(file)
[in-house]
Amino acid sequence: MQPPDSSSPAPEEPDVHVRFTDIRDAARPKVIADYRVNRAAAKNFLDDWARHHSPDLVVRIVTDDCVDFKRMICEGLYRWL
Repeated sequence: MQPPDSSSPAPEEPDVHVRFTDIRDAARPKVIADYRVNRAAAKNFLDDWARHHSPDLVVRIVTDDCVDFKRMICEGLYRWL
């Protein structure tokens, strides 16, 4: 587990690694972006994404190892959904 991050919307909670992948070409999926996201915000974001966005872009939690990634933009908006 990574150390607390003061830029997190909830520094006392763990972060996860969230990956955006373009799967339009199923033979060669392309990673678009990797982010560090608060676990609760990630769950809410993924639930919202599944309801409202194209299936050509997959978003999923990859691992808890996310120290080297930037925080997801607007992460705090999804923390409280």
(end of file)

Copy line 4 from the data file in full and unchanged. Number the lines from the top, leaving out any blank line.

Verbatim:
């Protein structure tokens, strides 16, 4: 587990690694972006994404190892959904 991050919307909670992948070409999926996201915000974001966005872009939690990634933009908006 990574150390607390003061830029997190909830520094006392763990972060996860969230990956955006373009799967339009199923033979060669392309990673678009990797982010560090608060676990609760990630769950809410993924639930919202599944309801409202194209299936050509997959978003999923990859691992808890996310120290080297930037925080997801607007992460705090999804923390409280």